I agree with this, except they can't. From your own post previously (emphasis added):

Quote
Publishers who offer out-of-app subscriptions, though, also have to offer in-app subscriptions and the price has to be the same or lower than for subscriptions processed outside of the app. Apple will take a 30% cut from these in-app transactions.

So in my opinion it's time for publishers to withdraw their apps from Apple and make it perfectly clear to their customers exactly why they had to, until Apple wises up. And then maybe stay out anyway if Apple changes their mind.

I can hope, can't I? cheesy
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« Reply #7 on: February 15, 2011, 05:41:55 PM »

I just looked at the source article, and you forgot to quote the really bad part (emphasis added):

However, Apple does require that if a publisher chooses to sell a digital subscription separately outside of the app, that same subscription offer must be made available, at the same price or less, to customers who wish to subscribe from within the app. In addition, publishers may no longer provide links in their apps (to a web site, for example) which allow the customer to purchase content or subscriptions outside of the app.
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Renegade
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« Reply #8 on: February 15, 2011, 05:50:13 PM »

And all this is a large part of why I truly hate Apple (most days).

They're vampires.
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zridling
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« Reply #9 on: February 15, 2011, 11:01:10 PM »

And Rhapsody is the first to say NO. The model can't work and keep content providers in business:
http://news.cnet.com/8301...17938_105-20032119-1.html

Our philosophy is simple too--an Apple-imposed arrangement that requires us to pay 30 percent of our revenue to Apple, in addition to content fees that we pay to the music labels, publishers and artists, is economically untenable.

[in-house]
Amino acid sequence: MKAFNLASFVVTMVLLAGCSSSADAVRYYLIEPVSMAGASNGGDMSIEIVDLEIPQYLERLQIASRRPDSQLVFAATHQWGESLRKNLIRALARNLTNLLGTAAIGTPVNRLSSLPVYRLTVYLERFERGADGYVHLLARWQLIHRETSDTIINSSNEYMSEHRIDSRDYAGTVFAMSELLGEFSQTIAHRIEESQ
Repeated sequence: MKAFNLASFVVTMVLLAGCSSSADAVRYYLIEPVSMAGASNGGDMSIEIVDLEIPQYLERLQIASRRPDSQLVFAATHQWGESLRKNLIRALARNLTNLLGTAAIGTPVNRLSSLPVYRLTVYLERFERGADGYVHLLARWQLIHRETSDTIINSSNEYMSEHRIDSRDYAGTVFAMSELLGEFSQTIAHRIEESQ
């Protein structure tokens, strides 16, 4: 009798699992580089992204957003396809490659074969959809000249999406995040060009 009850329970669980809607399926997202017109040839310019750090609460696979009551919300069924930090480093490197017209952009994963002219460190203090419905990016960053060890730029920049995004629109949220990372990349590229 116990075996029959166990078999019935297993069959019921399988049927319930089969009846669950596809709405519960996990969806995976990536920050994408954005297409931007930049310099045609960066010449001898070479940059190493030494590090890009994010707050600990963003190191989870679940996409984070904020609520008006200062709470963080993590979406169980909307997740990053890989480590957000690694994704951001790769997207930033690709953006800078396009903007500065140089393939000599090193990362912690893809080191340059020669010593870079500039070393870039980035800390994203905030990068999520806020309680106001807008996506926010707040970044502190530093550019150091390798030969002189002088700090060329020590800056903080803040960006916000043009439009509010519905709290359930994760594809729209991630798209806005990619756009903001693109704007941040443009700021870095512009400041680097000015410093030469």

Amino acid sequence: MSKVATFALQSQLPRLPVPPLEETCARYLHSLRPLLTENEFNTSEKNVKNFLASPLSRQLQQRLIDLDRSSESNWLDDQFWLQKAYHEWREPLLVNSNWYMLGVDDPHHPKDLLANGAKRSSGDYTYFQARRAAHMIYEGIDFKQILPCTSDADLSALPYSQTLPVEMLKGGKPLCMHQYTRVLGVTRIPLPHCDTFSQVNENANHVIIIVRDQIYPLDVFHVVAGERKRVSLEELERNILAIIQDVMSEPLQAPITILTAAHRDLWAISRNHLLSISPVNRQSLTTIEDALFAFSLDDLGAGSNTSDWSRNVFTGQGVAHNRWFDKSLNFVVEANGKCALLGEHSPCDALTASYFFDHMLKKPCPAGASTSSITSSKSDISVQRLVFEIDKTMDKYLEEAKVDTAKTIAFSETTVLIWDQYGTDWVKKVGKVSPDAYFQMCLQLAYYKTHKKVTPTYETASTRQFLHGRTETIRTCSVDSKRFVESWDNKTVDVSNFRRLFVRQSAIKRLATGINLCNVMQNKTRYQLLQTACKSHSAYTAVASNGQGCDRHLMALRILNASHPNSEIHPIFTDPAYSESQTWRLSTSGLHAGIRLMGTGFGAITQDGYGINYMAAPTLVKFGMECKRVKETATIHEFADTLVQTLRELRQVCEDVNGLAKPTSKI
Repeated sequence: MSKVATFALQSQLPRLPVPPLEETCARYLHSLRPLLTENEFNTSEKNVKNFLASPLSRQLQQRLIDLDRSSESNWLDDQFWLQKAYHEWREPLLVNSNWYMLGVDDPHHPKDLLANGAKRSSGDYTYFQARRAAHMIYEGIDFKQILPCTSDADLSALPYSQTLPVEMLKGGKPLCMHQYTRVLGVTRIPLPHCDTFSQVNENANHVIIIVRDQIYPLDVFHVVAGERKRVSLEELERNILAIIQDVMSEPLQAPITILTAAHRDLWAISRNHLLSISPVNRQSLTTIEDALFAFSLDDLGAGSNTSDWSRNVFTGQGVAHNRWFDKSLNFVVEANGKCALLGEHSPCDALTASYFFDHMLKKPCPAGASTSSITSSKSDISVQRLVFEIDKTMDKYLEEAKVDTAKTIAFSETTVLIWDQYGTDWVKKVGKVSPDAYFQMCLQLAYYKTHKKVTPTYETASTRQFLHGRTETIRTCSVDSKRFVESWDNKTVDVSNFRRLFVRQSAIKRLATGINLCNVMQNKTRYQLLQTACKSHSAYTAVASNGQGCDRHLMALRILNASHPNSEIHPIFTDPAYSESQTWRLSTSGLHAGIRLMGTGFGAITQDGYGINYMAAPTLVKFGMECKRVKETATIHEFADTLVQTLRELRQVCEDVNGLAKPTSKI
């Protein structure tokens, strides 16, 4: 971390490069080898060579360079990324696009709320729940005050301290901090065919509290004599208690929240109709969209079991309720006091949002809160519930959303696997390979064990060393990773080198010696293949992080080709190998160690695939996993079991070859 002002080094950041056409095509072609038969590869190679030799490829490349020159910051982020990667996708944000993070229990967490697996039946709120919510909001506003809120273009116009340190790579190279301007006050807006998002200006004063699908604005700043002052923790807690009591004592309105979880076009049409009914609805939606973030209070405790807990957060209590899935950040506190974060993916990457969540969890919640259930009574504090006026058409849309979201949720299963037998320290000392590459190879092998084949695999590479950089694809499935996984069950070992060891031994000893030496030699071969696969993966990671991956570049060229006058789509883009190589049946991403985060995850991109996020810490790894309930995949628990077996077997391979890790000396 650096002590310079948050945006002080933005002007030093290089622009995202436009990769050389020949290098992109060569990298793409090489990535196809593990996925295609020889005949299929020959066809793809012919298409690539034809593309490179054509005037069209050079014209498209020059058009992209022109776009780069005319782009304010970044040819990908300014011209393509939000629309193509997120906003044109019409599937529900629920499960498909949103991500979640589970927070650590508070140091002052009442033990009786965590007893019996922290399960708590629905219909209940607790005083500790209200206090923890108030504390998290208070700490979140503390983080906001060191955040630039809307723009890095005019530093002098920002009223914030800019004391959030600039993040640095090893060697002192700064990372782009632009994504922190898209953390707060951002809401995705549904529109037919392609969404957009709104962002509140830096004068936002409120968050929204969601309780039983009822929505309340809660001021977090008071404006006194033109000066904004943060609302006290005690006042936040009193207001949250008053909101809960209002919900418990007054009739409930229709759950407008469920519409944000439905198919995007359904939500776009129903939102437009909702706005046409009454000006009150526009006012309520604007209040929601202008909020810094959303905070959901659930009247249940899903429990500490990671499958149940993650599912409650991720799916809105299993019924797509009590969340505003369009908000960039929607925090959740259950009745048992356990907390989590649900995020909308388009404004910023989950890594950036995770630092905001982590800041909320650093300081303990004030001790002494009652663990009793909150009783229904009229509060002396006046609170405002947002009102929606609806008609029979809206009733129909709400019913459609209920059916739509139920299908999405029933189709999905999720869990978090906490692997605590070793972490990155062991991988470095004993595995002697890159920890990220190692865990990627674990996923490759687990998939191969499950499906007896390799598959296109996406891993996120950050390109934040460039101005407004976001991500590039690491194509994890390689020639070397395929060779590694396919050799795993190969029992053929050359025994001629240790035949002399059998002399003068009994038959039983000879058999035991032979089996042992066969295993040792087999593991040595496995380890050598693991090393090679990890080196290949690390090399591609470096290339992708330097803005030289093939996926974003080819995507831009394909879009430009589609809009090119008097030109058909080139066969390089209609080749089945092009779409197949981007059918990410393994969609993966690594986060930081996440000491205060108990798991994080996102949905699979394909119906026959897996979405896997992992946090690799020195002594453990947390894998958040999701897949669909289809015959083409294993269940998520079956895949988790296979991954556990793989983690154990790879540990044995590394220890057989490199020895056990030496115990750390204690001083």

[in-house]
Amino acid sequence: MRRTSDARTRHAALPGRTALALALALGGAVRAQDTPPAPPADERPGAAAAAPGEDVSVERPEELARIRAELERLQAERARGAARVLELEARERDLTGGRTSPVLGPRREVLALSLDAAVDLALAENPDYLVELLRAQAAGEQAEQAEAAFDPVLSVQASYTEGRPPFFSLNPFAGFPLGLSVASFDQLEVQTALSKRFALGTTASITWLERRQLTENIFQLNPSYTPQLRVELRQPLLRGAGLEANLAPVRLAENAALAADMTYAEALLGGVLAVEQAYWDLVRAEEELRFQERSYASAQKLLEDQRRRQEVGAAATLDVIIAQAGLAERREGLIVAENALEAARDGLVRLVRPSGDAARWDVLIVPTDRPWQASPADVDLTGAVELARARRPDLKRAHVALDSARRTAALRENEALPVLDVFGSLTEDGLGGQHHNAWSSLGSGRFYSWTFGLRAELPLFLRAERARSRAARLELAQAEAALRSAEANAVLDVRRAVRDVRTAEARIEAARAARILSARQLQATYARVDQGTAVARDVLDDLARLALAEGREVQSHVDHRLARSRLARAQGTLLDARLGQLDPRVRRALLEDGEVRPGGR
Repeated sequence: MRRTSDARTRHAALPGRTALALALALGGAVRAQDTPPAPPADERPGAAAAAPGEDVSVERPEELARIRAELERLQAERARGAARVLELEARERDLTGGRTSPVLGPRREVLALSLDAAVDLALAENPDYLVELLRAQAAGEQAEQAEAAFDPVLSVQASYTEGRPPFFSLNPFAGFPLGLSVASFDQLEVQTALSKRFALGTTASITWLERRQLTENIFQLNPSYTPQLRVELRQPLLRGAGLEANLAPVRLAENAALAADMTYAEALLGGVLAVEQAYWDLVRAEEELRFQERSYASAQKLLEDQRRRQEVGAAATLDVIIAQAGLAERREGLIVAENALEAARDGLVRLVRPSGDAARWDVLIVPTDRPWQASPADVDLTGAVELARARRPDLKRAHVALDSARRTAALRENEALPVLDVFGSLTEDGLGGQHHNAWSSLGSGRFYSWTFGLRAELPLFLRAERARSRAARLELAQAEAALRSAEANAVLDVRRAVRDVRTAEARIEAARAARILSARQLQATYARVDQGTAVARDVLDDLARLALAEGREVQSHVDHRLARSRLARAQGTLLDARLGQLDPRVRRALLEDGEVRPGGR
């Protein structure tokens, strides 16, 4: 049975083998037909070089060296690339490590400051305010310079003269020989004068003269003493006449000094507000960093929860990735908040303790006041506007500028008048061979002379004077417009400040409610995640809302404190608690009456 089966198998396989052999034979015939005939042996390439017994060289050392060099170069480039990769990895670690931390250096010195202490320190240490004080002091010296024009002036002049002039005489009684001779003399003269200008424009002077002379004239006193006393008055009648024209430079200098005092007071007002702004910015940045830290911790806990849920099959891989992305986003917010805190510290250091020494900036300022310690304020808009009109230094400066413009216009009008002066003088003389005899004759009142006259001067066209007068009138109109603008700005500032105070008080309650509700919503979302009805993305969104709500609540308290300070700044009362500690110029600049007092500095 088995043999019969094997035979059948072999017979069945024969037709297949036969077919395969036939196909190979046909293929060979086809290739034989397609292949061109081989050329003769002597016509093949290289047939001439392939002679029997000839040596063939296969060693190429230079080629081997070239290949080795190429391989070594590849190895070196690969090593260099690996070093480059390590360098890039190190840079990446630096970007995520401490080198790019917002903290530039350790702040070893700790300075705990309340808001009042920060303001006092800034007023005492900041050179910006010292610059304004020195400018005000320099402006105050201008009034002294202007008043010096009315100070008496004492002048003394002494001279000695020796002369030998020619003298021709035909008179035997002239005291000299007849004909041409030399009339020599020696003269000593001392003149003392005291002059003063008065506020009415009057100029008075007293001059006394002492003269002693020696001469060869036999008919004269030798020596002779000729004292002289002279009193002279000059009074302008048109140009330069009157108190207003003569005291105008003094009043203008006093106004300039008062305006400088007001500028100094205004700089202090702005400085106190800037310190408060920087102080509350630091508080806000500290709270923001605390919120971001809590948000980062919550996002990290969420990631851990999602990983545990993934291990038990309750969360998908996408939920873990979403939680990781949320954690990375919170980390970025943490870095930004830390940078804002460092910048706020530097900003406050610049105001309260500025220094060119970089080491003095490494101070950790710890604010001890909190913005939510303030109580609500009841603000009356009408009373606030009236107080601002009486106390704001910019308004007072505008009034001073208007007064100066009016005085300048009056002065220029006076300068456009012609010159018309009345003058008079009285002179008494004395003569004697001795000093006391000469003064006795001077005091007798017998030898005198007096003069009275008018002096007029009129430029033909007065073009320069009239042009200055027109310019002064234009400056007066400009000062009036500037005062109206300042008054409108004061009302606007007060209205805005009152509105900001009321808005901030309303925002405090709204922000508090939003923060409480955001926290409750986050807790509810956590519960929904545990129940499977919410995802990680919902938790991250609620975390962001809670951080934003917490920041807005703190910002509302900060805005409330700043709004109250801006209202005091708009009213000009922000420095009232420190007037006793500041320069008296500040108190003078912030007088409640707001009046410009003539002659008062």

______________
@Deozaan: The reason I missed it is because I didn't read it clearly. That's worse than I thought.
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« Reply #10 on: February 15, 2011, 11:15:01 PM »

And Rhapsody is the first to say NO. The model can't work and keep content providers in business:
http://news.cnet.com/8301...17938_105-20032119-1.html

Our philosophy is simple too--an Apple-imposed arrangement that requires us to pay 30 percent of our revenue to Apple, in addition to content fees that we pay to the music labels, publishers and artists, is economically untenable.

And you gotta love the comments below that article where people are actually defending Apple on this...  Roll Eyes

Good job for Rhapsody! I hope Amazon and all the others follow suit.
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« Reply #11 on: February 16, 2011, 02:22:54 AM »

And when they do, it will give them within one-click access to some 100-mn+ credit cards."
Pft, that doesn't cost more than $100 max from your favorite Russian or Ukranian vendors smiley
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- carpe noctem
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« Reply #12 on: February 16, 2011, 04:39:48 AM »

YAY for Rhapsody~! cheesy

I hope others follow suit.

Apple needs to earn that 30%.
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zridling
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« Reply #13 on: February 17, 2011, 06:00:56 AM »

Google's One Pass takes a swipe at Apple's 30% by taking only 10%. Still too much! "The cut is too damn high!"
http://googleblog.blogspo...publishers-to-manage.html

More detail at WSJ:
http://online.wsj.com/art...04576148142926860706.html

Steve Jobs said his company is protecting user privacy and simply seeking the same compensation for periodicals as for other content sold through iTunes. He said the revenue split is justified because Apple is bringing additional subscribers to publishers.

Jobs talks like he owns his customers, and almost monomaniacal about mega-profit.
« Last Edit: February 17, 2011, 06:09:51 AM by zridling » Logged

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« Reply #14 on: February 17, 2011, 06:09:30 AM »

Google takes a swipe at Apple's 30%:
http://googleblog.blogspo...publishers-to-manage.html

The post implies it's free, but doesn't "Google Checkout" charge 10%? If so, that's still about 8% too much for me.

I was just about to post the same topic, but you beat me to it! cheesy

10% is MUCH more manageable than 30%.

Quote
Google One Pass is currently available for publishers in Canada, France, Germany, Italy, Spain, the U.K. and the U.S.

That's a bit of a drag. But I'm sure they'll roll out more with time.
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zridling
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« Reply #15 on: February 17, 2011, 06:11:36 AM »

Google says the 10% only covers their cost, but they never tell you exactly how they come to that tidy figure. To me, that's yet another "Trust us, we're a corporation" statement. All together now:

The cut is (still) too damn high!   tongue
« Last Edit: February 17, 2011, 06:13:24 AM by zridling » Logged